Lucy feels certain that Shadow is the right boy for her. The trouble is, she has no idea who he is, just that his graffiti art resonates with her in a way that few things manage to do. On the final night of year twelve, she sets out with her friends and Ed, the boy whose nose she broke in year ten, to search Shadow’s haunts in the hope of finding him and possibly more.
The trouble with hype is that I can’t help but be influenced by it when I pick up a book. Anyone who is at least marginally involved with young adult fiction couldn’t help but hear at least a little about Graffiti Moon last year, given that it seemed to win pretty much every award going, along with the adoration of readers worldwide. Knowing that the novel had such an incredible resume meant that I went into reading it expecting something mindblowingly amazing. And the trouble with that kind of expectation is that it’s hard for any book to live up to it.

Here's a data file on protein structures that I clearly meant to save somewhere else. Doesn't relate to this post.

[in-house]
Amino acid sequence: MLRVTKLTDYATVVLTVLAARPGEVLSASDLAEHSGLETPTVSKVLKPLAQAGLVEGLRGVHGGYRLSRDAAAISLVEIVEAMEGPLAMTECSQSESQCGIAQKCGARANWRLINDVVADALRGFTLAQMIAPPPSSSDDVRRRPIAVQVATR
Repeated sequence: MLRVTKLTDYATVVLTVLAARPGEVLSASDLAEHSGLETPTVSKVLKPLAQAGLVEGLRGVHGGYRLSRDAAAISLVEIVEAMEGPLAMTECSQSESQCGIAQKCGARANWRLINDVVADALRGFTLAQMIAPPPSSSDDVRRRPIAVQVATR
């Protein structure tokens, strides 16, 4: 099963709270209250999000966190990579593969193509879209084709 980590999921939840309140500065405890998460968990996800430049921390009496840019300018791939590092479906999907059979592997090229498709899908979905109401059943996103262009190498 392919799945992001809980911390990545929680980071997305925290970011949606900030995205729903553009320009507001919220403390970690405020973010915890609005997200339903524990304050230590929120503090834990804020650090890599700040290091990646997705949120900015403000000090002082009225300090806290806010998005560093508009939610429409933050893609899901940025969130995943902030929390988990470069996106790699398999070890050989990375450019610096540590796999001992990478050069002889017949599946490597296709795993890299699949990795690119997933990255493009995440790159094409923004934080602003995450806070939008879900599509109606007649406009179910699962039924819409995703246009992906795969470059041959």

Graffiti Moon is very well written, combining poetic prose with realistic dialogue in a way that works far more than it rightfully should. It focuses on teens with realistic backgrounds and personalities, although the ratio of sensitive, arty criminals is significantly higher than it probably is among real life teenagers. It shows character growth and provides a hint of romance without succumbing to the soulmates-at-first-sight mentality that is so common today. It’s a very solid book.
I didn’t love it, though. And that’s the problem with hype. Instead of being pleased to have read a good, enjoyable book, I feel disappointed that it didn’t change my world. I want to focus on the fact that the comedy of errors plot grew a little tired towards the end, when I just wanted Lucy to realise, or on the fact that the voices of the two key protagonists didn’t read as distinctly as I would have liked. And I don’t think that’s fair to Cath Crowley, because there are good reasons why Graffiti Moon has been as successful as it has. It’s just that it wasn’t really for me, and that’s okay. A lot of books aren’t.